Skip to navigationSkip to content

Half of all translated books in the US come from just nine countries

People looking at book shelves at a store.
AP/Jens Meyer
Over 600 translated books were published in the US in 2018.
  • Dan Kopf
By Dan Kopf

Data editor

Published This article is more than 2 years old.

In 2018, 632 never-before-translated books of fiction and poetry were published in the United States. It’s the fifth straight year the US has published more than 600 translations, quite the feat for a country that has long been accused of having an insular book culture. By comparison, less than 400 translations were published in each year from 2008 to 2010. The data are from Publishers Weekly Translation Database, which goes back to 2008. (Accurate data before 2008 are not available.)

What accounts for the huge increase? Chad Post, the maintainer of the Translation Database and the director of the press Open Letter Books, believes it’s a combination of two factors. One, a large number of new new translation-focused publishing houses opened over the last several decades, which Post thinks might be a result of the US becoming more engaged in world events after the September 11, 2001 terrorist attacks. Two, the huge popularity of a few recent translations like Stieg Larsson’s The Girl With the Dragon Tattoo and Elena Ferrante’s My Brilliant Friend, led publishers to see translation as increasingly commercially viable.

Yet even with rise in numbers of translations, those books still come from only a few places. Of the nearly 5,800 books of fiction and poetry translated from 2008 to 2018, more than half were from just nine countries, seven of which are in Europe (the exceptions are Japan and China). Over 10% of books were originally published in France alone. Over that same period, only one book each was translated from Benin, Ethiopia, Kyrgyzstan, Madagascar, Mali, and Myanmar.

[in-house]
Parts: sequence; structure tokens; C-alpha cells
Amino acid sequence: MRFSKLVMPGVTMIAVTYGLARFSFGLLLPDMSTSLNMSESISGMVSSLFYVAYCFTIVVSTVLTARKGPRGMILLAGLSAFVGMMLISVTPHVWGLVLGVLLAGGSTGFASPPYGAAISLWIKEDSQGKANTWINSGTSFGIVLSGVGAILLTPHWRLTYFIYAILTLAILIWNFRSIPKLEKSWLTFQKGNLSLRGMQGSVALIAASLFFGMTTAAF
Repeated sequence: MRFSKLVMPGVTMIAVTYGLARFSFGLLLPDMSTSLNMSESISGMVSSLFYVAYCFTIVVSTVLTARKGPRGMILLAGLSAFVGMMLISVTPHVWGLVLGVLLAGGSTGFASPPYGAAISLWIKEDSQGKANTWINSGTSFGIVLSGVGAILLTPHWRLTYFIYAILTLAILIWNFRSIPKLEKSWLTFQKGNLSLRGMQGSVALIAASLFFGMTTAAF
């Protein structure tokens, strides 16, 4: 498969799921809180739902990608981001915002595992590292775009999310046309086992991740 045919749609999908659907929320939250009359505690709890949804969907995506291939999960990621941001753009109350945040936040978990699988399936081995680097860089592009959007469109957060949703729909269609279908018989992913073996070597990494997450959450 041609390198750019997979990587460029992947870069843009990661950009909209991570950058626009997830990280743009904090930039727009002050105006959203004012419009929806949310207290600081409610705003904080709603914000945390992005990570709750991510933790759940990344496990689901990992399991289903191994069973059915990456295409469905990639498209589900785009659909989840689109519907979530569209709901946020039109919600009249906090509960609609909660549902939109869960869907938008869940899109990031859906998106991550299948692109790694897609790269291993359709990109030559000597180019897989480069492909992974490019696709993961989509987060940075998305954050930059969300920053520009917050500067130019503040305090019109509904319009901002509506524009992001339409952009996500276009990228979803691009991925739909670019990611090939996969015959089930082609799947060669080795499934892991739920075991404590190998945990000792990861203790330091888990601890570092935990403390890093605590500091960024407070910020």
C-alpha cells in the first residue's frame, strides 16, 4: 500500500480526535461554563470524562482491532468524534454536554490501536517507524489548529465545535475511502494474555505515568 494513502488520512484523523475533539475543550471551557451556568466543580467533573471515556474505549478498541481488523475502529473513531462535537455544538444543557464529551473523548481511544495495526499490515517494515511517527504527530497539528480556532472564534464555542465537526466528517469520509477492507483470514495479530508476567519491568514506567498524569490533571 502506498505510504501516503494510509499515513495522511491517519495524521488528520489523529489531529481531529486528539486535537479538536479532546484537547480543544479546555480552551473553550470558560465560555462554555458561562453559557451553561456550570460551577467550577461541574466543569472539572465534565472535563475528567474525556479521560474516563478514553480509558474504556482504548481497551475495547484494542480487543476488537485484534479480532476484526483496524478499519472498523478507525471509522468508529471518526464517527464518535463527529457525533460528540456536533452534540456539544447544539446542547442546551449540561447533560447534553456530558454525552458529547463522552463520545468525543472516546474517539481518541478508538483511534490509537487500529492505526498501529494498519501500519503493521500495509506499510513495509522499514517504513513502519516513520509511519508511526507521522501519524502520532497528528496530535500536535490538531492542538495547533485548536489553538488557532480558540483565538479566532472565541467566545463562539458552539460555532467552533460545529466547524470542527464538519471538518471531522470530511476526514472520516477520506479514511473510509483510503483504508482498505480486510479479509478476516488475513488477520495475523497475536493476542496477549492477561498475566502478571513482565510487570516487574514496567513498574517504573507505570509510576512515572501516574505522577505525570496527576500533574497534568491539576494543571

Some of the disparity is driven by the much larger number of books published in certain countries than others. According to the International Publishers Association (IPA), almost 107,000 were published in France in 2015 and nearly 90,000 in Germany. IPA does not report numbers for countries like Benin and Ethiopia, but they are almost certainly much lower, even including informal publishing.

As a result of this concentration, all but three of the most translated authors of the last decade are from Europe.

Authors with the most translated books published in the US from 2008 to 2018

Andrea CamilleriItaly20
Nisio IsinJapan19
Jo NesboNorway15
Roberto BolanoChile14
Hermann StehrGermany13
Leena LehtolainenFinland13
Patrick ModianoFrance12
Maurizio De GiovanniItaly12
Cesar AiraArgentina12
Helene TurstenSweden11
Arnaldur IndridasonIceland11
Oliver PotzschGermany10
Anne HoltNorway10
Pascal GarnierFrance10
Karin FossumNorway10
Jean-Pierre AlauxFrance10
Robert WalserSwitzerland9
Henning MankellSweden9
Sarah LarkGermany9
Jussi Adler-OlsenDenmark9

The share of books from France, Germany and Spain—the three greatest sources of translation—was actually higher from 2014-2018 than it was from 2008-2013. The only non-European countries countries that saw a significant bump in their share were Mexico and South Korea.

Post points out that large increases in translation are often driven by a a country’s government offering grants for translating their country’s literature. This is the case with South Korea, where the government is paying for translations, in part to try to win a Nobel Prize in Literature. Post thinks Mexico’s rise may be a result publishing houses looking for the next Valeria Luiselli, a Mexican novelist whose books have been commercially successful.

📬 Kick off each morning with coffee and the Daily Brief (BYO coffee).

By providing your email, you agree to the Quartz Privacy Policy.